The coronavirus challenged compassion-providing ministries in new ways
Fourth in a series on long ministry
Fresh out of seminary, Maynard Schoen arrived with his wife, Joan, in Jonesville, Mich., in 1961 to pastor a small church there. The church had 40 people and no bathroom—only an outhouse. Maynard devoted himself to his new role and made friends among the congregation, but he wasn’t destined to stay: After a few years, another church asked him to become its pastor.
The Schoens moved to the second church, one hour east of Kalamazoo, Mich., in 1968. Maynard remembers noticing the church’s outstanding music, friendly people, and basement full of salamanders. Maynard and Joan loved that small church and stayed for 39 years. Their ministry involved great joy but also growth challenges and painful losses.
When the Schoens arrived, the church had plans to build a new auditorium. The church did not want to take on debt, but inflation was eating its savings every year. A year and a half after Maynard arrived, the elders realized their plan was not feasible and agreed to borrow the money and then repay it quickly. They purchased a cherry orchard, 32 acres for $10,000, and eventually built an auditorium and a center with a gym and education space on the land. By the time the Schoens left, the church had paid off the debt and grown from about 120 congregants to 500.
We lost some people through death that were devastating.
Pastoring could be difficult: Initially, Maynard wore a lot of hats, acting as the preaching pastor, youth pastor, Sunday school teacher, and organist. After a few years, the elders eased his burden by hiring a youth pastor. Such hires didn’t always work out, though. The elders hired a new seminary graduate to serve as an associate pastor, but soon dismissed him when his ministry style clashed with the other pastors.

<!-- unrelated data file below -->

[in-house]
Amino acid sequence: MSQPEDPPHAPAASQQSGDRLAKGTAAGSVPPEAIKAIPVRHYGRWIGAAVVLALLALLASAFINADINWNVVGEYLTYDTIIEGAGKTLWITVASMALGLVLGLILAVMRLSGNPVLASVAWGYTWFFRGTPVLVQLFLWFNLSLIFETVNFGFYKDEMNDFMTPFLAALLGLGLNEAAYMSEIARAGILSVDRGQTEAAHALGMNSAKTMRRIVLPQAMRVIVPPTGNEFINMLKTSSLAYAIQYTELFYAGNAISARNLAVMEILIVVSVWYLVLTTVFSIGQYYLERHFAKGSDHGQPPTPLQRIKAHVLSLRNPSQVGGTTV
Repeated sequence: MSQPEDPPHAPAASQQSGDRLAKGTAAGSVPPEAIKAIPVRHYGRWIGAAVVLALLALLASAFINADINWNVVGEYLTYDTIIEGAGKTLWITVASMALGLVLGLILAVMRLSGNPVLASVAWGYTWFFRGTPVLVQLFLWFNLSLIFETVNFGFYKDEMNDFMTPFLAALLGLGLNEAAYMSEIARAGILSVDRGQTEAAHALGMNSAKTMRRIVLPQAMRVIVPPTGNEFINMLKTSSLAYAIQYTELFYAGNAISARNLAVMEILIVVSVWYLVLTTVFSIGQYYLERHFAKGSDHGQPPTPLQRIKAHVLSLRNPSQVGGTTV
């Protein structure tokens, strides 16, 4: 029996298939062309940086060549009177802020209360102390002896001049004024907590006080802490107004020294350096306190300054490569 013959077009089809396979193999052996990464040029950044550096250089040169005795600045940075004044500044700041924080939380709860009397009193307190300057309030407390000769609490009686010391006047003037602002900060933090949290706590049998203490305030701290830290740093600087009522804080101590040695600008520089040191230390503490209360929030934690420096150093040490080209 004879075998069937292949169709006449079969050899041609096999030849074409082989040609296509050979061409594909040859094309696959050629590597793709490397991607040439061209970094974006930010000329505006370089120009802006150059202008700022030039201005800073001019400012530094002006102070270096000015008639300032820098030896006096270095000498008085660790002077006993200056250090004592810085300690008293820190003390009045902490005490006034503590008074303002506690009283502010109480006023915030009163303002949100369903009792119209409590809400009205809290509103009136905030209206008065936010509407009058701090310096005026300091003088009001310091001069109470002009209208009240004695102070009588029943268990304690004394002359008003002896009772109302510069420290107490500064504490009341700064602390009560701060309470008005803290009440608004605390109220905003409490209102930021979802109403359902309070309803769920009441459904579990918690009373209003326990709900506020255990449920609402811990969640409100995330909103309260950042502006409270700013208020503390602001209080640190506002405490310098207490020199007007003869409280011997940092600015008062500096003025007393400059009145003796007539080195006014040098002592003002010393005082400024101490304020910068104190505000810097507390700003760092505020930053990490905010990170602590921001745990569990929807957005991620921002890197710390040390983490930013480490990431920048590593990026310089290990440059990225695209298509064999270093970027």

But the biggest challenge of Maynard’s ministry involved the biggest blessing—close relationships that came with painful goodbyes. “We lost some people through death that were devastating,” Maynard said. “Those are things where if you’re only going to be in a church five years, six years at most, you can ride those storms with little trouble. But these are people we’ve gotten to know and love dearly.”
The Schoens tasted this pain in their first church: A friend named Shirley Havens developed leukemia and died within two months. Maynard remembers putting away her husband’s boat for him, sitting on the bank, and asking, “Lord, what are you trying to do? I needed Chuck and Shirley.”
Maynard retired in 2007, bringing more painful goodbyes. The Schoens decided to change churches so the congregation would not feel divided between the old and new pastors. Two years passed before Joan said the new church felt like home. But in the last 13 years, they have found their place at their new church: Maynard has taught adult Bible classes, and Joan has taught the Bible for second graders. They occasionally see friends from their church of 39 years. They say they still miss and love them like family.